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I'm not really sure about why d is false but for part a, I recall that lavelle briefly mentioned that since UV light has a lower wavelength, therefore a higher frequency and energy than visible or infrared lights, most metals will emit light when a UV light is shone on it. Most metals need this high of a frequency in order for the energy of the light to be greater than the work function of metal.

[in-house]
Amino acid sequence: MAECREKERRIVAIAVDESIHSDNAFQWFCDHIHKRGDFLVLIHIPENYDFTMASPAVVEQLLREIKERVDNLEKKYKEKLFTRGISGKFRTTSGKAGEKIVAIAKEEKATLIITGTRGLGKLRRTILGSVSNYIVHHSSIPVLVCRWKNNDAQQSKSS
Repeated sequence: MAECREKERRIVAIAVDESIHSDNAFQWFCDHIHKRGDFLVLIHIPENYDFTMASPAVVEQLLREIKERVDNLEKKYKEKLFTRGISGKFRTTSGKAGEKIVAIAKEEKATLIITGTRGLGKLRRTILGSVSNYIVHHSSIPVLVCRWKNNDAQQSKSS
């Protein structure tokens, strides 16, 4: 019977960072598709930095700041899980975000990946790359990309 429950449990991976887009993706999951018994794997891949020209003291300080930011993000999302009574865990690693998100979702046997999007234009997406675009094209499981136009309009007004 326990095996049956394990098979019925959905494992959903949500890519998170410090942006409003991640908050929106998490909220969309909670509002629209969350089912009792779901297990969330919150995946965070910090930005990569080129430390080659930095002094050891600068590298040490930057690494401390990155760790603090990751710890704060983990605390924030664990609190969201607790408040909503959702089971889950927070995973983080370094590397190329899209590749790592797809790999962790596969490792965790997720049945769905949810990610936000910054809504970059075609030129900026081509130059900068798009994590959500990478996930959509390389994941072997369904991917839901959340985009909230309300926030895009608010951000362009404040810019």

I assume that for part d, a higher frequency doesn't always imply that the emitted electrons have higher kinetic energies because the frequency has to be within a certain threshold (thus the wavelength has to also be within a certain threshold) in order for electrons to even be emitted.
For part d, higher frequency light has higher energy, so the energy of the photons in that light may be higher than the work function, giving the electrons emitted a higher energy. It is shown by the equation Kinetic Energy of electron=Energy of photon-Work Function. However, not all high frequencies of light will yield an equation where the energy of the photon is higher than the work function. It has to reach a certain threshold.
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